Since the U S is pre-occupied with Iraq, the North Koreans
openly laugh at Bush and get back into their nuclear projects
Since the U S did little or nothing when the North Koreans declared that they
had a nuclear bomb, the North Koreans began to openly resume their nuclear
The U S was powerless to stop the shipment of 15 Scud missiles headed to the
Middle East last week. It did not even matter that these missiles can be
armed with nuclear warheads and have a 1000 mile range.
All the emphasis on Iraq has allowed North Korea to do as it pleases as it
continues to laugh at the Bush administration. The North Koreans also
emphasize the reality that the war in Iraq is about oil and not about weapons of
December 12, 2002
North Korea Ends Nuke Plant Freeze
by Christopher Torchia AP
SEOUL, South Korea (Dec. 12) - Raising fears of a nuclear crisis on the Korean Peninsula, North Korea said Thursday it will immediately reactivate a nuclear power plant that U.S. officials suspect was being used to develop weapons.
A North Korean Foreign Ministry spokesman said his country would revive the old, Soviet-designed nuclear reactor and resume construction of other nuclear facilities to supply desperately needed power. KCNA, the North's state-run news agency, quoted the spokesman but did not name him.
The nuclear program was suspended under a 1994 deal with Washington, averting a possible war on the Korean Peninsula. Experts say North Korea could quickly extract enough plutonium from its old facilities to make several nuclear weapons.
The official said North Korea was obliged to revive the program because of the U.S.-led decision last month to suspend annual oil shipments of 500,000 tons to the North. The suspension of the shipments - a key provision of the 1994 deal - was designed to pressure North Korea to give up a more recent nuclear program based on uranium enrichment.
The United States says the uranium-based program violated a nuclear arms control clause in the 1994 pact.
''The prevailing situation compelled the (North Korean) government to lift its measure for nuclear freeze ... and immediately resume the operation and construction of its nuclear facilities to generate electricity,'' the spokesman was quoted as saying in comments that were monitored by South Korea's Yonhap news agency.
''Our country faced an immediate problem in electricity generation because the United States has virtually abandoned its obligations,'' the spokesman said.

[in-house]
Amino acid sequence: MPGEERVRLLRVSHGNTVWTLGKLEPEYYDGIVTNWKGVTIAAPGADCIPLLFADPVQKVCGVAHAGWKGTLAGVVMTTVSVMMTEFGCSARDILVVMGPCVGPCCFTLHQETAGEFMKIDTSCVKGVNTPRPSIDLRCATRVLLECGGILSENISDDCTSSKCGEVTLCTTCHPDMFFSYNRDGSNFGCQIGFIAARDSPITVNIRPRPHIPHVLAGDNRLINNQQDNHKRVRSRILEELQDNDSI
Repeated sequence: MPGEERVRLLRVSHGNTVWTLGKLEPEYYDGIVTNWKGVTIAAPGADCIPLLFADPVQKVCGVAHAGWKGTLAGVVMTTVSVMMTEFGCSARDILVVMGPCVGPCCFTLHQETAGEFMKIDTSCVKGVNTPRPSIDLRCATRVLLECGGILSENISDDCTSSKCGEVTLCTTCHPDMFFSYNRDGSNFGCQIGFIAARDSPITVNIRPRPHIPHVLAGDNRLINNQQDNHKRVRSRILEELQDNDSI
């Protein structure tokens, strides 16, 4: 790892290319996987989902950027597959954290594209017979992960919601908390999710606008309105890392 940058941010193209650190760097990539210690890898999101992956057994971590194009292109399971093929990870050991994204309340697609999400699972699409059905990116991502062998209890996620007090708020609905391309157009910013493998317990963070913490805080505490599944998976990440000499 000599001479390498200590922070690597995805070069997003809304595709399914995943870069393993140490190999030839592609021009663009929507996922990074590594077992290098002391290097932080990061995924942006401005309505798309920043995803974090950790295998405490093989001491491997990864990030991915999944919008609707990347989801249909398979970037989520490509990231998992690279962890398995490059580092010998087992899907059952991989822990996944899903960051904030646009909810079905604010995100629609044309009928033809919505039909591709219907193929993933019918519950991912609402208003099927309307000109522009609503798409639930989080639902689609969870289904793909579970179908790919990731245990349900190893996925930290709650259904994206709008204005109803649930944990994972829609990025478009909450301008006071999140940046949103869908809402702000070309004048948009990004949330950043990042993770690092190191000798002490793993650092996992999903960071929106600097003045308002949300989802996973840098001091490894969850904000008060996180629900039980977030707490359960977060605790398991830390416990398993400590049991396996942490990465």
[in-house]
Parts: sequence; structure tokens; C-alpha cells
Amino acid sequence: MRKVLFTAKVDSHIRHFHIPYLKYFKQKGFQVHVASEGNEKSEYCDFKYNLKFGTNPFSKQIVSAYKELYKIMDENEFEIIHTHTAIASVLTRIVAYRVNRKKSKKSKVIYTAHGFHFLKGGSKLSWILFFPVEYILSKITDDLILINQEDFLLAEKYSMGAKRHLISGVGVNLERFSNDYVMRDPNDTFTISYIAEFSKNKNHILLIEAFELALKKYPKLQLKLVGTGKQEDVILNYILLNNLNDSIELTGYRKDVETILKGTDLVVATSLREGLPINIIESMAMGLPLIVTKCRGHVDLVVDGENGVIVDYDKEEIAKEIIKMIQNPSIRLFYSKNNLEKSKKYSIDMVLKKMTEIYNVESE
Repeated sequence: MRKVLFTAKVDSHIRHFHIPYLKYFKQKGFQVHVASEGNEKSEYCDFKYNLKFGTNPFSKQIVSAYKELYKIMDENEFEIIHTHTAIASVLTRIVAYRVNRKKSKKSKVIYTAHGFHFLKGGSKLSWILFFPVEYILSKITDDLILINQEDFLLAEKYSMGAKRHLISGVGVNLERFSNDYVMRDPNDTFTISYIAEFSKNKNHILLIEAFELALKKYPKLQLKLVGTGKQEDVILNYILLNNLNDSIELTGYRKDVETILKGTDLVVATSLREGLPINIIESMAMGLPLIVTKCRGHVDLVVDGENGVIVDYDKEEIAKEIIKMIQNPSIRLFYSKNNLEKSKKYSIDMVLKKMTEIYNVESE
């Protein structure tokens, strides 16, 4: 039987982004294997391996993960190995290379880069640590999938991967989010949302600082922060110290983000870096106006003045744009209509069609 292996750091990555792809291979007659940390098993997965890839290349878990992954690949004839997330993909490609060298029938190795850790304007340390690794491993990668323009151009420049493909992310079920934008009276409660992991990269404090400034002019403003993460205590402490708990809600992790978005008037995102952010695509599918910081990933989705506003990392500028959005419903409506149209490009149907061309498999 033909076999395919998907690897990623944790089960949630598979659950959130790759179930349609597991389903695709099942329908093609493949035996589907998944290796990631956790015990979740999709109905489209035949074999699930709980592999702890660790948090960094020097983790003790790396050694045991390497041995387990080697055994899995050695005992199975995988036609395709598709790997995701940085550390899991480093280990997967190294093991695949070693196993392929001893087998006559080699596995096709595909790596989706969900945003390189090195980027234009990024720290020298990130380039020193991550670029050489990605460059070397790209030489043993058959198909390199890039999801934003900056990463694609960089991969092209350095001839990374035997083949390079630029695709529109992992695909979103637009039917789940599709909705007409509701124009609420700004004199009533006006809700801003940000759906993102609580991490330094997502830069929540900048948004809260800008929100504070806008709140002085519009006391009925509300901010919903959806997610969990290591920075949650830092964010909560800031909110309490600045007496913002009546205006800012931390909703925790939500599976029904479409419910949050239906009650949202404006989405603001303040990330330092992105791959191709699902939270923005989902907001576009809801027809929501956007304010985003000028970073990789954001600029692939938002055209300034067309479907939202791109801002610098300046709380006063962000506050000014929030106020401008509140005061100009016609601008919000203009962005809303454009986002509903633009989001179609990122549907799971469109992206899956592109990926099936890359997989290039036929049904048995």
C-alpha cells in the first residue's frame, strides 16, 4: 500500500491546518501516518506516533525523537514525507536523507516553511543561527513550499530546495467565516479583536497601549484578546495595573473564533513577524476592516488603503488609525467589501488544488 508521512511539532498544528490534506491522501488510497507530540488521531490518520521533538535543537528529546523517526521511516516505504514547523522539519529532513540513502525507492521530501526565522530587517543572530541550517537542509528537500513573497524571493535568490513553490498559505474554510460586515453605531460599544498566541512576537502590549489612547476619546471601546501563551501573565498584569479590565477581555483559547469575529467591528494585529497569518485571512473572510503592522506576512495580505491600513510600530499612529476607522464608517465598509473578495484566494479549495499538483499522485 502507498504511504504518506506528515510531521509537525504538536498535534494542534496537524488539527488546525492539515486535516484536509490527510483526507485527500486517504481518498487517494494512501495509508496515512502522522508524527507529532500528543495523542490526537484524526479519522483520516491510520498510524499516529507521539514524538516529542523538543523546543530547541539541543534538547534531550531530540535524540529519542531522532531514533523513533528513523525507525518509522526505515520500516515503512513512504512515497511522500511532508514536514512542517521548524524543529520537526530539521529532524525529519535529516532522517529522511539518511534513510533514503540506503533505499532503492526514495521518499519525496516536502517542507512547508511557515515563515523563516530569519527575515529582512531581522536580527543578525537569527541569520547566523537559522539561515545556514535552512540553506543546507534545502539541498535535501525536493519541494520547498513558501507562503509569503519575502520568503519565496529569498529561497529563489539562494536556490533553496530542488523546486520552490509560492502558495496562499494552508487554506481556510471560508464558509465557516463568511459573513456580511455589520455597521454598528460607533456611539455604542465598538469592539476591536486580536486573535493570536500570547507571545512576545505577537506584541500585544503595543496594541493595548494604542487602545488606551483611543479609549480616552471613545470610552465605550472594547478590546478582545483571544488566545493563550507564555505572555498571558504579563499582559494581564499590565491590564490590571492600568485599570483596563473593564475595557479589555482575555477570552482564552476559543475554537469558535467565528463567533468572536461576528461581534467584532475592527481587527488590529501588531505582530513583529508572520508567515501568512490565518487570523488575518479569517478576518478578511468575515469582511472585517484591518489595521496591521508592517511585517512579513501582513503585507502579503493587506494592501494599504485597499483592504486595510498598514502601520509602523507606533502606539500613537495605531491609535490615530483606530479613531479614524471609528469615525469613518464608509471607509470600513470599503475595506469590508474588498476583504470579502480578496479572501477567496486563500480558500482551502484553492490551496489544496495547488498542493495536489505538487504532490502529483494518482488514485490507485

''Our principled stand is that the nuclear crisis on the Korean Peninsula should be resolved peacefully,'' the spokesman said. ''It's totally up to the United States whether we will freeze our nuclear facilities again.''
Although the spokesman left open the possibility of dialogue to solve the standoff, the prospect that North Korea might reactivate its plutonium-based nuclear program had long been feared by U.S. and South Korean officials.
South Korean President Kim Dae-jung, who has sought to reconcile with North Korea, received a briefing from his national security advisers.
U.S. Defense Secretary Donald H. Rumsfeld has said he believes North Korea already has one or two nuclear weapons. The communist country is also a major vendor of missiles and missile technology.
The North Korean announcement followed the seizure and release this week of a ship carrying North Korean Scud missiles to Yemen. North Korea's missile customers have also included Libya, Iran, Syria, Pakistan and Egypt.
''We can only speculate that yesterday's incident and North Korea's electricity shortage in the winter propelled North Korea to make a response,'' said Kim Sung-han of the state-run Institute of Foreign Affairs and National Security in Seoul.
U.S. officials say North Korea told them in October that it had a secret program to enrich uranium to make nuclear weapons. The Bush administration has vowed to try to solve the problem through diplomacy.
Under the 1994 pact, North Korea agreed to freeze the plutonium program in return for two modern, light-water reactors built by a U.S.-led consortium. North Korea often complained about delays in construction of the reactors, which are several years behind schedule.
North Korea had a 5-megawatt plutonium reactor at Yongbyon and two bigger reactors, with capacities of 50 megawatts and 200 megawatts respectively, under construction when it signed the 1994 agreement with the United States.
About 8,000 plutonium fuel rods were separated from the frozen 5-megawatt reactor and sealed in protective metal cases for permanent disposal under the supervision of the Vienna-based International Atomic Energy Agency, or IAEA.
Experts say North Korean scientists could quickly reprocess the spent fuel rods into weapons-grade plutonium. IAEA inspectors are currently monitoring the rods.
At the height of the confrontation over North Korea's plutonium-based program in 1994, a North Korean negotiator threatened to turn Seoul into ''a sea of fire.'' Fearing war, residents of the South rushed to stores to stock up on food and other supplies.
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